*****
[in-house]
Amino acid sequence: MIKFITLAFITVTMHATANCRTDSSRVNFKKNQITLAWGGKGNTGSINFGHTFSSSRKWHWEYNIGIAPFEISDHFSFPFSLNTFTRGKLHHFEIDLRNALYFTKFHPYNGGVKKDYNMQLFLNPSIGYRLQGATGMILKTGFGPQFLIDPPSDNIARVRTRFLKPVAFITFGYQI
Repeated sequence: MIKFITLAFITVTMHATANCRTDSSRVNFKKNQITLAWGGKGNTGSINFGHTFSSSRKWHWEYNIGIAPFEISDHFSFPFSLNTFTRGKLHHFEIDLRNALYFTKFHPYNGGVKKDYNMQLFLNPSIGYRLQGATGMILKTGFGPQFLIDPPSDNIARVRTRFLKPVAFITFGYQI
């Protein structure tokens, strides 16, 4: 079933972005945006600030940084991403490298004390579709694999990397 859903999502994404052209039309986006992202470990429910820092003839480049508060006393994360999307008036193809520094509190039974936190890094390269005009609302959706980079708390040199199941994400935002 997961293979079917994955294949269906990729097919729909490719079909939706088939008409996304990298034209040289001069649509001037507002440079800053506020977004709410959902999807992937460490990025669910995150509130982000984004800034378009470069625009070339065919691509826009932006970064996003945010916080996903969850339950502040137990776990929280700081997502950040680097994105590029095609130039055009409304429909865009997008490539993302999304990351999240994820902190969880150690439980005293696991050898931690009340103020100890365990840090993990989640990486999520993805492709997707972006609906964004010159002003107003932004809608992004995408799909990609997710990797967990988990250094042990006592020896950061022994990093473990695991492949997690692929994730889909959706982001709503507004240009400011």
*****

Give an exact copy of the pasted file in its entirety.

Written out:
[in-house]
Amino acid sequence: MIKFITLAFITVTMHATANCRTDSSRVNFKKNQITLAWGGKGNTGSINFGHTFSSSRKWHWEYNIGIAPFEISDHFSFPFSLNTFTRGKLHHFEIDLRNALYFTKFHPYNGGVKKDYNMQLFLNPSIGYRLQGATGMILKTGFGPQFLIDPPSDNIARVRTRFLKPVAFITFGYQI
Repeated sequence: MIKFITLAFITVTMHATANCRTDSSRVNFKKNQITLAWGGKGNTGSINFGHTFSSSRKWHWEYNIGIAPFEISDHFSFPFSLNTFTRGKLHHFEIDLRNALYFTKFHPYNGGVKKDYNMQLFLNPSIGYRLQGATGMILKTGFGPQFLIDPPSDNIARVRTRFLKPVAFITFGYQI
């Protein structure tokens, strides 16, 4: 079933972005945006600030940084991403490298004390579709694999990397 859903999502994404052209039309986006992202470990429910820092003839480049508060006393994360999307008036193809520094509190039974936190890094390269005009609302959706980079708390040199199941994400935002 997961293979079917994955294949269906990729097919729909490719079909939706088939008409996304990298034209040289001069649509001037507002440079800053506020977004709410959902999807992937460490990025669910995150509130982000984004800034378009470069625009070339065919691509826009932006970064996003945010916080996903969850339950502040137990776990929280700081997502950040680097994105590029095609130039055009409304429909865009997008490539993302999304990351999240994820902190969880150690439980005293696991050898931690009340103020100890365990840090993990989640990486999520993805492709997707972006609906964004010159002003107003932004809608992004995408799909990609997710990797967990988990250094042990006592020896950061022994990093473990695991492949997690692929994730889909959706982001709503507004240009400011």